Prompt for June 2021


I learned to deal with the fear of violence by being hypervigilant to the moods in my house. I learned to hide.  I wrote about it, using the game “Huckle, Buckle Beanstalk,” a game of searching for an object in plain view. The name had that wonderful sound of repetition that I treasure in writing poetry.  I thought the game was harmless fun, but uncovered a deeper meaning.   See if you can keep writing about a topic until you surprise yourself with a kernel of a buried truth. 

In this poem,  I surprised myself by turning into a tree. This is called a “turn” in poetry, a shift in tone or topic. Growing up, I always felt safe outside sitting under a tree, so it isn’t surprising that I turned myself into a tree. I made the tree a home that has “sustenance,” plenty of what is needed to nurture birds and bugs—and maybe me. 


Huckle buckle beanstalk, a game of looking

for an object hidden in plain view, which

refuses to be found, camouflaged

in the shift and twist of the material. 

An ordinary object, a pencil, say, or glove, 

something useful, or something useless,

a ticket stub from a movie, a dried rose

from a man whose name has frittered off.

I loved that game, where luck was immaterial,

where skill or speed, or being chosen for the team,

was unimportant, a game for which you needn’t trust

another, no secret word, no acting out a movie title.

Just silent vigilance, looking for what isn’t there, or

isn’t where it’s supposed to be, knowing you are what

is missing, which is why you love to hide in open air,

stashed in plain view, looking ordinary. Slowing down

your breathing, until you sink into a nearby sapling, not worth

noticing. Until you are the tree, a home for birds and bugs,

a stationary object that sucks up sustenance

from deep inside the earth.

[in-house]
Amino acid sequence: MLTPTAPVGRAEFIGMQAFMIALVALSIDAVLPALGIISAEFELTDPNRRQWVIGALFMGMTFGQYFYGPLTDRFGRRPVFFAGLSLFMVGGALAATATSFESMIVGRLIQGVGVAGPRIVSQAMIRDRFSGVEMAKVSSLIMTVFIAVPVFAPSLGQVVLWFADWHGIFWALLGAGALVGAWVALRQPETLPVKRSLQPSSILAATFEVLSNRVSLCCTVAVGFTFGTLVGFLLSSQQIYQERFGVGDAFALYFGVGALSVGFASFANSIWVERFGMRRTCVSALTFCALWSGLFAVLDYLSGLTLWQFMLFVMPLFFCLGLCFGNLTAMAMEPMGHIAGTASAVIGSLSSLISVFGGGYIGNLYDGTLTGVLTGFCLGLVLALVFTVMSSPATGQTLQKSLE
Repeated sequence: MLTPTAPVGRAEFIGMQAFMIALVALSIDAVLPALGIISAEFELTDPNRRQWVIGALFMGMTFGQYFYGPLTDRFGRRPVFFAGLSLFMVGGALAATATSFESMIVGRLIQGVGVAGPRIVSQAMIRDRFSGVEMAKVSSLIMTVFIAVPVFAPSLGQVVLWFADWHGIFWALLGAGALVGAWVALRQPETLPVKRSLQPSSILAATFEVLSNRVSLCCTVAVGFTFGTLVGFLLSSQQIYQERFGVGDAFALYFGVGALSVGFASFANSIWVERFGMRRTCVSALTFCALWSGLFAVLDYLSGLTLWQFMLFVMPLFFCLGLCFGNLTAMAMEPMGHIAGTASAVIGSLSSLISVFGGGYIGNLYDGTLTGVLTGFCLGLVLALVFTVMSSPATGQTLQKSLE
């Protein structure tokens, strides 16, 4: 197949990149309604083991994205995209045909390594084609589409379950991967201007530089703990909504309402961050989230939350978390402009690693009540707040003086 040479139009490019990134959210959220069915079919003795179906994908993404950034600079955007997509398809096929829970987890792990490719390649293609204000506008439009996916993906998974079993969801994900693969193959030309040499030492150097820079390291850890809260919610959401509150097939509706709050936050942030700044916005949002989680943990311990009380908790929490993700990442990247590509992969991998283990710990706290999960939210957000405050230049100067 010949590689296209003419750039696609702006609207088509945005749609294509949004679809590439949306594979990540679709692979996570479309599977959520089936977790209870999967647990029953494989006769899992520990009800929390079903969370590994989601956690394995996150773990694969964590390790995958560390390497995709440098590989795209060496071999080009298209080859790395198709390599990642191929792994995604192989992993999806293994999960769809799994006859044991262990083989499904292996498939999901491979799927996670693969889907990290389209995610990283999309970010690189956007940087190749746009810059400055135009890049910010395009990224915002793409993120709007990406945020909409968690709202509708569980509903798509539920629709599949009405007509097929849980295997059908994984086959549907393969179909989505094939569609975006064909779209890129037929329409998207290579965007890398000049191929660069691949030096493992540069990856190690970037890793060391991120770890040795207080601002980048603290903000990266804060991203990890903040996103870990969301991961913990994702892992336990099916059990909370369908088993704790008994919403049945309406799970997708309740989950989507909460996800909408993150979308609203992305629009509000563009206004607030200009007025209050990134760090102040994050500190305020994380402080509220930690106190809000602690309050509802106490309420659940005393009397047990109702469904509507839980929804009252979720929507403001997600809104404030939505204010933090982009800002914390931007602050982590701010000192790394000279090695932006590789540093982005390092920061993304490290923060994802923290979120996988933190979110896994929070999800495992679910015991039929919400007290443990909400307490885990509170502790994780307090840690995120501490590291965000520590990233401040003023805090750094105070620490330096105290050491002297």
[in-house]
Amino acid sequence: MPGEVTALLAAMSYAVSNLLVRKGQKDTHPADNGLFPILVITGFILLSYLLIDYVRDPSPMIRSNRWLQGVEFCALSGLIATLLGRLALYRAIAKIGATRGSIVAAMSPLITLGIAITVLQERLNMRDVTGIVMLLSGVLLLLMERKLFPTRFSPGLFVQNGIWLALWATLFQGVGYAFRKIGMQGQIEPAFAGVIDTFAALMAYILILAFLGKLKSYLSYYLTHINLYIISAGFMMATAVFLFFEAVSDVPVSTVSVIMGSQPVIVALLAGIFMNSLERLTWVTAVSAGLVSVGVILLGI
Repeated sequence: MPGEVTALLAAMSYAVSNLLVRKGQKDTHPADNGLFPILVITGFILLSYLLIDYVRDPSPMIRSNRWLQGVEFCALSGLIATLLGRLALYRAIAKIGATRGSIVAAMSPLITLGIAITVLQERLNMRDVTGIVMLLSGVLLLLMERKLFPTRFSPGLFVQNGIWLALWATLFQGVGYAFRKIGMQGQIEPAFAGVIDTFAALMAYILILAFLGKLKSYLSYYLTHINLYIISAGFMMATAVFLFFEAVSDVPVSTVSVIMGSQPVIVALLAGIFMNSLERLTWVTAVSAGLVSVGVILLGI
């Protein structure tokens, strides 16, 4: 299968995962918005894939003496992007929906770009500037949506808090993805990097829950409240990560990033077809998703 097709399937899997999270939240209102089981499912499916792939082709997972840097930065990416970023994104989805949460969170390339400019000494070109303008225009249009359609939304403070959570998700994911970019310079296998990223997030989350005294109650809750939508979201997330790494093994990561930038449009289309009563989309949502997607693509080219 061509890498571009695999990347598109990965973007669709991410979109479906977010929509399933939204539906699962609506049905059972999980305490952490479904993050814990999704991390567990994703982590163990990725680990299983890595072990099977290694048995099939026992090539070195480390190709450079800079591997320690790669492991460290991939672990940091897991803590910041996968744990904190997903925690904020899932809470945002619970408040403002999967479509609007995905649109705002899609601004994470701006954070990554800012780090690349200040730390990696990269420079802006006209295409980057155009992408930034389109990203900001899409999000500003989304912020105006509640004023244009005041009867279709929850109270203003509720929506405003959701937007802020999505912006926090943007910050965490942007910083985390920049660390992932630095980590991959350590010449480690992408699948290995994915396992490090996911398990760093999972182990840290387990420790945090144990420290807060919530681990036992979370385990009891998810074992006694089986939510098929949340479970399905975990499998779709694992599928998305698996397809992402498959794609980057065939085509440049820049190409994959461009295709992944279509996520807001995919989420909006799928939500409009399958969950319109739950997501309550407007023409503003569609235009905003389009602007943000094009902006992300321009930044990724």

1.Write about your backyard, park, or wherever you played outside as a child. Who was there? What games did you play?

 Did you feel safe? 

2.Write about your relationship with nature and the natural world today.  Is it a safe, inspiring place? Try to imagine a safe place and write about it.  Allow birds or animals to talk or help you if they want to.

Connection to Recovery:

The end of the poem reminds me to slow down and breathe when I feel agitated. It shows nature is my safe space. It reminds me that we are all connected in recovery. Being “ordinary” is actually a goal. Trying to be “special” got me in trouble. 

Sunday, May 23, 2021

Recovery Writer Gretchen responds to May prompt

                                                        photo credit: Mathias p r Reding on

 No Award Will Make Me Proud

Carry those buckets of water to your 4-h sheep. 

I don’t care how heavy they are.

I also don’t care that you wanted to show pigs and not sheep.

Third place is not good enough.

Your best is not good enough. 

Try harder, practice more. 

All the awards you win and 

I’ll still never say I’m proud of you. 

Nor will I dare say I love you. 

I’ll teach you how to hang out with the guys,

Poach deer, drink like a fish and 

out work the best of men. 

But I’ll never allow you to be the 

Lady you were meant to be. 

Not as long as I’m in your life. 

After cutting me out of your life 

you’ll finally be able to learn all the ways

of a true lady with the help of

your wonderful, patient husband 

Whom I hate, because he was your 

ticket to a mentally healthy life style. 

Thru out your life you will have 

Ultimately abandoned and lost 

yourself with chronic people pleasing. 

You will lie about your likes, dislikes, 

wear makeup that you hate, buy the same 

clothes “your friends” wear and chronically 

beg for others opinions so you can please others. 

Always reading their behaviors and moods 

to see if you pleased them well. 

You will eventually get to the point where 

you realize you don’t know who you are anymore. 

You will try all the eggs like Julia Roberts in Runaway Bride

And realize you like them scrambled with katchup

Not fried over easy like I taught you. 

This will be the true beginning of your journey

to self discovery and overcoming people pleasing. 

You will become so addicted to learning who you truly are

that you’ll never want to please anyone for the sake of losing 

your identity again. Keep on trucking. 

Written by a recovering people pleaser~

Gretchen Marie Walters